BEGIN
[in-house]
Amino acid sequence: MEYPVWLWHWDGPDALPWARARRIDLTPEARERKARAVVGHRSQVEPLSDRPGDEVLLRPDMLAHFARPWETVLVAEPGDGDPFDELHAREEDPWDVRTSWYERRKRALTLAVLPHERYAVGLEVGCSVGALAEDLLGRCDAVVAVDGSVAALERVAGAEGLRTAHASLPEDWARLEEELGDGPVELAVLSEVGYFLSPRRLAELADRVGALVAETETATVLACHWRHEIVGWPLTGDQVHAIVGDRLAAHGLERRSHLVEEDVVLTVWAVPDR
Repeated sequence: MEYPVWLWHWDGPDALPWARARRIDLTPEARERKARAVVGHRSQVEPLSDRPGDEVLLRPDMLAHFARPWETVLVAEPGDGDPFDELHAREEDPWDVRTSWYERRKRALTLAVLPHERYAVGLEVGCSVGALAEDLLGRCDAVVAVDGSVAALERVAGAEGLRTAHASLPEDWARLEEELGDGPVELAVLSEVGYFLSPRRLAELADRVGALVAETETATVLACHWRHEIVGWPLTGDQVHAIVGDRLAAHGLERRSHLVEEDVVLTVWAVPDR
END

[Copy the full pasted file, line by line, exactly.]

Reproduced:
[in-house]
Amino acid sequence: MEYPVWLWHWDGPDALPWARARRIDLTPEARERKARAVVGHRSQVEPLSDRPGDEVLLRPDMLAHFARPWETVLVAEPGDGDPFDELHAREEDPWDVRTSWYERRKRALTLAVLPHERYAVGLEVGCSVGALAEDLLGRCDAVVAVDGSVAALERVAGAEGLRTAHASLPEDWARLEEELGDGPVELAVLSEVGYFLSPRRLAELADRVGALVAETETATVLACHWRHEIVGWPLTGDQVHAIVGDRLAAHGLERRSHLVEEDVVLTVWAVPDR
Repeated sequence: MEYPVWLWHWDGPDALPWARARRIDLTPEARERKARAVVGHRSQVEPLSDRPGDEVLLRPDMLAHFARPWETVLVAEPGDGDPFDELHAREEDPWDVRTSWYERRKRALTLAVLPHERYAVGLEVGCSVGALAEDLLGRCDAVVAVDGSVAALERVAGAEGLRTAHASLPEDWARLEEELGDGPVELAVLSEVGYFLSPRRLAELADRVGALVAETETATVLACHWRHEIVGWPLTGDQVHAIVGDRLAAHGLERRSHLVEEDVVLTVWAVPDR